“She has all the ingredients – the capacity, capability and intellectual back-up – to be a success.”
Whoever, takes over Guterres, stepping down after a decade and at the agency’s most critical time in its 65 year history with the looming European refugee crisis it makes the proper selection of the next high commissioner all the more crucial. In addition, with fifteen new or reignited conflicts in the last five years, the number of people forced from their homes by conflict, every single day, has nearly quadrupled – from under 11,000 in 2010 to 42,500 last year.
In such a context, say most experts, it is important the commissioner should be from a refugee hosting country. “The leadership of UNHCR has been dominated by donors; it is time that host countries are also recognized as this would signal the critical importance of bringing all stakeholders together” said Khokhar.
Imran Zeb, Pakistan’s Chief Commissioner on Afghan refugees, said Pakistan was well placed as it had “been part of the system” and knew the issue well. “I think being a woman, a Muslim from a developing country that is host to nearly 2.5 million refugees, and from Asia, everyone will benefit.”
He further said for too long the west have been major donors and it is time countries from this region as well as the Middle East (which has only recently donated for Yemen crisis) pump some money into the UNHCR. “With Nishtar, the chances are better, as she can play an important role in motivating Muslim countries to make the required pledges,” said Zeb.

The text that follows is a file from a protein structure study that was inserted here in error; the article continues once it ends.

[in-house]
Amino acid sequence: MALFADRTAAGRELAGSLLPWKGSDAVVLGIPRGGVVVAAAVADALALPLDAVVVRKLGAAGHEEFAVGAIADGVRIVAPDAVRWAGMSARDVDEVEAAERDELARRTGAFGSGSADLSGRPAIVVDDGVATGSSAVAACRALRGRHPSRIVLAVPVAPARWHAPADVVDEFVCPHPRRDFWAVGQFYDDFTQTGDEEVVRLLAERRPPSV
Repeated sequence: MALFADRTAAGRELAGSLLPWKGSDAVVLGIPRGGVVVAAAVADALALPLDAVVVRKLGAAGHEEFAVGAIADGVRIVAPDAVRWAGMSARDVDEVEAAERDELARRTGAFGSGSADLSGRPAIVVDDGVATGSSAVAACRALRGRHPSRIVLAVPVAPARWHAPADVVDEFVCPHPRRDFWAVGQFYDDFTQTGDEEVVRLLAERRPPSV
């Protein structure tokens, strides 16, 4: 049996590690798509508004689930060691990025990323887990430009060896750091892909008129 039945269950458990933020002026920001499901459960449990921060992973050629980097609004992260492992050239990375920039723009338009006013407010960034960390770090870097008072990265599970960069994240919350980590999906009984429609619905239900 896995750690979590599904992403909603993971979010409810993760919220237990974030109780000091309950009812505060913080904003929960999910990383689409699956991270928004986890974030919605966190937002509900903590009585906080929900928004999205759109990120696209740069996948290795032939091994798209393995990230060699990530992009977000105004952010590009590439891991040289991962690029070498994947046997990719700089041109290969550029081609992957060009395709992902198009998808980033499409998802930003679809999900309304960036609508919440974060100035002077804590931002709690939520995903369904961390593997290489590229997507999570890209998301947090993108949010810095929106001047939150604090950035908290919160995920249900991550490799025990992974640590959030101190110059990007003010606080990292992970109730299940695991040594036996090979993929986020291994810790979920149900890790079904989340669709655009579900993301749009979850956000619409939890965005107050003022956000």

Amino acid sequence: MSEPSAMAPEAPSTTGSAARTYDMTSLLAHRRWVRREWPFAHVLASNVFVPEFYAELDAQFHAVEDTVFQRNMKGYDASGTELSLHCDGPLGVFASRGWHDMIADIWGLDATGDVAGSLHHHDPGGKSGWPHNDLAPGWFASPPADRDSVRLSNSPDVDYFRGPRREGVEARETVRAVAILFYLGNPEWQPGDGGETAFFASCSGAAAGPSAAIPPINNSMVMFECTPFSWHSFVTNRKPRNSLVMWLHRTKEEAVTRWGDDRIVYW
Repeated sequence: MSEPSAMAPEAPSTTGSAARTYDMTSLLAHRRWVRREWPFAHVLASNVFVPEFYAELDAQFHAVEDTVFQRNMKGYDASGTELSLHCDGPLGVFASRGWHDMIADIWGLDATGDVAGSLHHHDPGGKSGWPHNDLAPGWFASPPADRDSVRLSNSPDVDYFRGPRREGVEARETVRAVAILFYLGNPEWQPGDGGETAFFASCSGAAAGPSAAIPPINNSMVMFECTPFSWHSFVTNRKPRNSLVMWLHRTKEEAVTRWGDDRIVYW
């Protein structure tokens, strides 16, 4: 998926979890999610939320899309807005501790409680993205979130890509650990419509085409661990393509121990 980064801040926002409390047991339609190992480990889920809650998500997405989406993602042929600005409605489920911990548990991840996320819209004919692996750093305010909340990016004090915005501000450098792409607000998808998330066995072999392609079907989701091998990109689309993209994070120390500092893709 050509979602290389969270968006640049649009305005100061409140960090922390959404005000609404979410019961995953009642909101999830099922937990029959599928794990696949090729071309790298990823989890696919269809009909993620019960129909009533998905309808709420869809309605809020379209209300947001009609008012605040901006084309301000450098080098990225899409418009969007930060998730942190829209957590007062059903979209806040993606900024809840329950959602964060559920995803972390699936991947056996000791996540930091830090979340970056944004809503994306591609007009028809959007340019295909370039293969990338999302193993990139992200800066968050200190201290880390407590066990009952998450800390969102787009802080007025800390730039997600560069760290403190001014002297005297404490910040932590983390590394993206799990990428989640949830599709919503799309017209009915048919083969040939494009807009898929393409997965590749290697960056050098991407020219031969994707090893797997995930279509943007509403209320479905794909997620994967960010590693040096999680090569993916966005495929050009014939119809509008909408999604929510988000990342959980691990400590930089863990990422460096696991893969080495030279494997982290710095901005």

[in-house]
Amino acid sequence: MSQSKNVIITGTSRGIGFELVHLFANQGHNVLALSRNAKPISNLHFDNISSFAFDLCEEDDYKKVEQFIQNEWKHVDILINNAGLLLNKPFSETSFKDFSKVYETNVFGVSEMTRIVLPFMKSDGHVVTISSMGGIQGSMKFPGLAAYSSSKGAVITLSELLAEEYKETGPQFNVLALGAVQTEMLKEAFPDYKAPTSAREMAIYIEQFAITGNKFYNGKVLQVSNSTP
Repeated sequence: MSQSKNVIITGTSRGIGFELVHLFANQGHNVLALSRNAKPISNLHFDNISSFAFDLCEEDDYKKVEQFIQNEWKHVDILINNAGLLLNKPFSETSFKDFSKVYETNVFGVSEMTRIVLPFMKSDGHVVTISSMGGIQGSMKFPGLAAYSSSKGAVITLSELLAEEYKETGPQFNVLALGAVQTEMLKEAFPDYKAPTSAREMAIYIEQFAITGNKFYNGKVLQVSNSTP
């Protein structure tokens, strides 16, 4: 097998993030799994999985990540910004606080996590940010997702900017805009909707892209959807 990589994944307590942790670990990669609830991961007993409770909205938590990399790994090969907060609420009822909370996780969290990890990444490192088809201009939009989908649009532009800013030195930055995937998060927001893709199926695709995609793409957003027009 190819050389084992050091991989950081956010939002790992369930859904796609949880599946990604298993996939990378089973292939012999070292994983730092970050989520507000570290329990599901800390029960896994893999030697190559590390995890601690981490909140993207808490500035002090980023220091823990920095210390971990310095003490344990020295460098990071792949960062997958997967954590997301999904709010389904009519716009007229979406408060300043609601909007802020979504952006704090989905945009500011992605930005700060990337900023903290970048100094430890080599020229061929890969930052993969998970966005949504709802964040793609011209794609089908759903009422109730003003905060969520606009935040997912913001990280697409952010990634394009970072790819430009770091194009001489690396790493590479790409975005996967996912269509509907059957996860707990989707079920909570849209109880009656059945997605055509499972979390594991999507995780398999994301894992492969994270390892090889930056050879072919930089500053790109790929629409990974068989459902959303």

Pakistan has a proud record of refugee protection. The country has been host to the highest number of refugees for more than three decades running.
Explaining Pakistan’s role in the refugees issue with over 3 million refugees at one point, where it espoused the most tolerant policies ever, Zeb said: ” Pakistan today has the most protracted refugee situation and is now the second largest host country after Turkey. While we have 1.5 million registered
Afghan refugees, we have over a million unregistered ones too, spread from Peshawar to Karachi, who enjoy the same facilities as that of a Pakistani. “A new UNHCR head from Pakistan would, therefore, have moral authority,” he concluded.
When contacted for her views, Nishtar simply said: “I’m deeply honoured and greatly humbled that I am being considered.”